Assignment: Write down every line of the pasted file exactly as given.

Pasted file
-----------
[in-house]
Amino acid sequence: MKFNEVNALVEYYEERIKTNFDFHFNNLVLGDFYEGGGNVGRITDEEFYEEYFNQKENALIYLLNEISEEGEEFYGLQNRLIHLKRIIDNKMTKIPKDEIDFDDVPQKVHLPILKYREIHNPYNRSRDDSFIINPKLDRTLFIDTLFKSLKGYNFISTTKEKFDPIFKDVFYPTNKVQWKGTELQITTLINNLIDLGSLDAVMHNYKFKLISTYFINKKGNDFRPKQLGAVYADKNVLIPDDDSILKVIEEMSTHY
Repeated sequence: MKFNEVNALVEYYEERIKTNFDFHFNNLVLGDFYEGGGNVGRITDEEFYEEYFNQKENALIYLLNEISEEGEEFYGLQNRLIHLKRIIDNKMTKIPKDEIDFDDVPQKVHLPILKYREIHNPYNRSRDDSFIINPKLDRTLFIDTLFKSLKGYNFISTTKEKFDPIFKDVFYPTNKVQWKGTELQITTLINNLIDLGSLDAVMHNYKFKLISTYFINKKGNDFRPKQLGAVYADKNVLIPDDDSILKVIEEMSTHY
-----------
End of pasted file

[in-house]
Amino acid sequence: MKFNEVNALVEYYEERIKTNFDFHFNNLVLGDFYEGGGNVGRITDEEFYEEYFNQKENALIYLLNEISEEGEEFYGLQNRLIHLKRIIDNKMTKIPKDEIDFDDVPQKVHLPILKYREIHNPYNRSRDDSFIINPKLDRTLFIDTLFKSLKGYNFISTTKEKFDPIFKDVFYPTNKVQWKGTELQITTLINNLIDLGSLDAVMHNYKFKLISTYFINKKGNDFRPKQLGAVYADKNVLIPDDDSILKVIEEMSTHY
Repeated sequence: MKFNEVNALVEYYEERIKTNFDFHFNNLVLGDFYEGGGNVGRITDEEFYEEYFNQKENALIYLLNEISEEGEEFYGLQNRLIHLKRIIDNKMTKIPKDEIDFDDVPQKVHLPILKYREIHNPYNRSRDDSFIINPKLDRTLFIDTLFKSLKGYNFISTTKEKFDPIFKDVFYPTNKVQWKGTELQITTLINNLIDLGSLDAVMHNYKFKLISTYFINKKGNDFRPKQLGAVYADKNVLIPDDDSILKVIEEMSTHY